If they’ve mastered the “Level” as shown by a series of exam scores, they move to the next “Level”. There they are given a test challenging them on what you’ve already learned and throwing in questions from what they will learn. If a teacher’s entire new class excelled in a specific knowledge set, they won’t have to focus on it so hard for the students to grasp it. If they see a particularly weak spot they know to schedule extra time for it.
And if they see a particularly weak portion of knowledge that should already have been learned, trackable patterns will emerge showing administrators where they need to focus extra training and assistance to the teachers.
Is there a part of that that doesn’t solve virtually EVERY problem we have in the current system?

16 years ago

Have you been reading the Hawaii Department of Education (HDOE) home page about their new grading, marking system, standards, curriculum, grade graduation requirements, NEA teacher, administrator requirements and standards?
Or the article in today’s Honolulu Advertiser about parents and business employees volunteering to provide labor painting a school for free under the Hawaii3R program that saved (HDOE) over $300,000?
Hawaii 3R’s Program
Or maybe the fact that school is in session the whole year in Hawaii (even in the height of summer heat with no air conditioning on schools) except for spaced vacation and holiday breaks?

16 years ago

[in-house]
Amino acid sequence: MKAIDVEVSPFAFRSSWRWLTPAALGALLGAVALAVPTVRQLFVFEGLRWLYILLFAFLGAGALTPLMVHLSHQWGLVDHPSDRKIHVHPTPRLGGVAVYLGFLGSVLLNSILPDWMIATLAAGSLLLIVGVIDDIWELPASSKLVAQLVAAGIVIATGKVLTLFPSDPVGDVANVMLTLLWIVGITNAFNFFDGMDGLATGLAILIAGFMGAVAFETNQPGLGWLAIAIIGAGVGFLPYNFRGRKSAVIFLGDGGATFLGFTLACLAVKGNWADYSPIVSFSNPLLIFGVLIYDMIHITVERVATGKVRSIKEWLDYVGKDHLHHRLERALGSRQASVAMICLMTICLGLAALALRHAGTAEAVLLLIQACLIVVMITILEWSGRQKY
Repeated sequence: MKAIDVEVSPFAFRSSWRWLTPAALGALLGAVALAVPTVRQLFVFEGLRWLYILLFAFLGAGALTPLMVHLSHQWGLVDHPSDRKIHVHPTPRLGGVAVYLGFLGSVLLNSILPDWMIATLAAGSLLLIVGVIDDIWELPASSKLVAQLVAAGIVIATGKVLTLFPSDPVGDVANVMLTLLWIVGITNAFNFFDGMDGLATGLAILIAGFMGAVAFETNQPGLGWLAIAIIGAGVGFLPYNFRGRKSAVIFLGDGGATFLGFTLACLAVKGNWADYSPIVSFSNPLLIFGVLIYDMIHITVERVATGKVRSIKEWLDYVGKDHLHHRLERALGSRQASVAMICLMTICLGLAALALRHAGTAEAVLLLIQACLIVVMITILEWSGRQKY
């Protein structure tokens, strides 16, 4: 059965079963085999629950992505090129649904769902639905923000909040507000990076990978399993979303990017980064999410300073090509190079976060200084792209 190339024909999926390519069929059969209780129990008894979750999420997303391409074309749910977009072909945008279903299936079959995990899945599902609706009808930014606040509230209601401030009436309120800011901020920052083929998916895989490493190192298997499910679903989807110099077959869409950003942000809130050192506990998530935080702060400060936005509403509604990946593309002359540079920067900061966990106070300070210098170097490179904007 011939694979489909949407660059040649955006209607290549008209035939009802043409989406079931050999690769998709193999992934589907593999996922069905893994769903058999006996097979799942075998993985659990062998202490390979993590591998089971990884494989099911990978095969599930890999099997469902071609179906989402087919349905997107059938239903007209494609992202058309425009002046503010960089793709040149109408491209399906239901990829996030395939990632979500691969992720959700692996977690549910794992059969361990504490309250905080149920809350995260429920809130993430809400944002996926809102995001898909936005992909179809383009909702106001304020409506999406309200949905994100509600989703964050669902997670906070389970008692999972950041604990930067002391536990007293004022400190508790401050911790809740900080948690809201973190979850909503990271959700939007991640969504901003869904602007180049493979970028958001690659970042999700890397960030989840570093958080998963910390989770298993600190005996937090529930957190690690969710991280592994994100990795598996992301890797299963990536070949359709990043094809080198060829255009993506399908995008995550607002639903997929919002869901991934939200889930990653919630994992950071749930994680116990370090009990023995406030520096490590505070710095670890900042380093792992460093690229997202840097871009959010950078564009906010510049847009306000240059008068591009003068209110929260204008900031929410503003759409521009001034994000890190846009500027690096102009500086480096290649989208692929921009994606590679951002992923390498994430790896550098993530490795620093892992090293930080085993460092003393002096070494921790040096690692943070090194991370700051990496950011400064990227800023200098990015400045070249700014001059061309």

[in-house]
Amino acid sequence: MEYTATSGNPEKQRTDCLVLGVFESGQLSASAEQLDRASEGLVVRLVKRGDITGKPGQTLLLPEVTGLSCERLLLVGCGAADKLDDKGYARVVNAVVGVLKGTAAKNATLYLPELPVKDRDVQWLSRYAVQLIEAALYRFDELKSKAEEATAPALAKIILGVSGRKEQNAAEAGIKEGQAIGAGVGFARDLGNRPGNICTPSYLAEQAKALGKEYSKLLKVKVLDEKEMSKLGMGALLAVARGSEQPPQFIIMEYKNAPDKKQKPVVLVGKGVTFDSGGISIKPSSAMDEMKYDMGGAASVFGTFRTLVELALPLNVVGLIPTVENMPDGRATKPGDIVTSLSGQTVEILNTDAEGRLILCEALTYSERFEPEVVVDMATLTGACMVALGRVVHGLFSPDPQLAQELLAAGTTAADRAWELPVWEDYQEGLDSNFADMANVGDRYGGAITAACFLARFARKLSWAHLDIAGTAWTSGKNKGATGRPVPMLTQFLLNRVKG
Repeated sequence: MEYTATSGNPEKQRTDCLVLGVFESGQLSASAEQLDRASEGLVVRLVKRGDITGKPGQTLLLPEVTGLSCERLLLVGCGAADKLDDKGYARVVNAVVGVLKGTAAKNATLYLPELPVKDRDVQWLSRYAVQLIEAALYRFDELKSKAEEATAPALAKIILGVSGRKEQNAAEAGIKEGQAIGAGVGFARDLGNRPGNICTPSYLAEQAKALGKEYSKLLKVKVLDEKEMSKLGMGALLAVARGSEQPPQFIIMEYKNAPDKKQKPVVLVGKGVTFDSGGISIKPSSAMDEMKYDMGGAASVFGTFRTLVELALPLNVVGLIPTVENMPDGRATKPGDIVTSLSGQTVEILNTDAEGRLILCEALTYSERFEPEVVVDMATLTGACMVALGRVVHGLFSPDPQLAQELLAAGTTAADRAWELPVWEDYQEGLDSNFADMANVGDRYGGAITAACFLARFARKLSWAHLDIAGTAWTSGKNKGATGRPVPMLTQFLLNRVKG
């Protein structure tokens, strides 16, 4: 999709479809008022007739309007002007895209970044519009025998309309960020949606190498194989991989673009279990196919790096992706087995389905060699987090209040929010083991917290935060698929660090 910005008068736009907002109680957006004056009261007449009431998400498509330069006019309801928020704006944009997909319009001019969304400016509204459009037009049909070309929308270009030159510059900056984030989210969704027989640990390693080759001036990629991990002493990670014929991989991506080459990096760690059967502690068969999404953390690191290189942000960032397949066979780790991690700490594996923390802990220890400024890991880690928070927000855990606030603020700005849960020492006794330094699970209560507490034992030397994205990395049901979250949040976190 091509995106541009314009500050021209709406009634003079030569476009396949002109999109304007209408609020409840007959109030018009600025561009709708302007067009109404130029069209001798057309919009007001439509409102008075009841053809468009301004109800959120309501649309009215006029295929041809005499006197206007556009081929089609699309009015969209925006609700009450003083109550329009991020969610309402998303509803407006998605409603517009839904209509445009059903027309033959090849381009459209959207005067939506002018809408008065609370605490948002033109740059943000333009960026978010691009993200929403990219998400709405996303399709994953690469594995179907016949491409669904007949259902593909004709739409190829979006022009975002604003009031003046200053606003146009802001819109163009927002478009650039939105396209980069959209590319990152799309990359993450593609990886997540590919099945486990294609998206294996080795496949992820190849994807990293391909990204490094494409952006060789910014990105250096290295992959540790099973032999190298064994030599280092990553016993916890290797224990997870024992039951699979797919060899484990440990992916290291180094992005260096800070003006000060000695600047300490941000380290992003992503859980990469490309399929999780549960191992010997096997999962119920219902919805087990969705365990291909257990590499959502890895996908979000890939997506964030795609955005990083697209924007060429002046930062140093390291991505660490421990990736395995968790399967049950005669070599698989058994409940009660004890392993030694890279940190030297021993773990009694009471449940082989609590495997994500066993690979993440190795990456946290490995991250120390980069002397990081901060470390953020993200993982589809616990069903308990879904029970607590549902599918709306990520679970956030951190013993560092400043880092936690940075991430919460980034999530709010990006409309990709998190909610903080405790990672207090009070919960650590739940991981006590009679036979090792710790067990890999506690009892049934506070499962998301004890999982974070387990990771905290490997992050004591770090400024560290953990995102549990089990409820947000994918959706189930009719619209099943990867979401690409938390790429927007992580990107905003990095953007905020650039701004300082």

Greg, Addendum: According to Julia Steiny’s projo column, this was the first time the NECAP test was taken by 11th grades. RI scored right with the other two states except a little lower at 22%. “On this first round of testing, 29 percent of New Hampshire’s 11th graders were proficient, as were 30 percent of Vermont’s. So none of the three states whose kids took the test got more than a third over the proficiency threshold.” Also Julia Steiny pointed out in the article; “Recently, I spoke with John Grey, principal of Barrington High, whose students scored the highest in the state — 63 percent. Surprisingly, he was disappointed with his school’s results because as soon as the state released the GLEs and GSEs, his district — and his school — had taken up the hard work of aligning their curriculum to the tests. Teachers all along the K-12 continuum had sweated through changing what they taught, when and how. So Grey expected better. Of course, each incoming ninth-grade class will have been exposed to more years of the aligned curriculum, which will certainly help. In a survey RIDE conducted, nearly 20 percent of the principals said they had not started the work of integrating the GSEs into their curriculum.” So you had at least one principal take the lead and adjust his schools curriculum to the test and at least 20 other known principals who did nothing to have their teachers adjust. So on average, the RI students as a whole scored at least within 8% of the other states high score that took the same test but that is not good enough! Because of the very bad disgraceful 22% (on par with other states score) you are suggesting we should throw out the whole teaching methodology, scoring, grading,… Read more »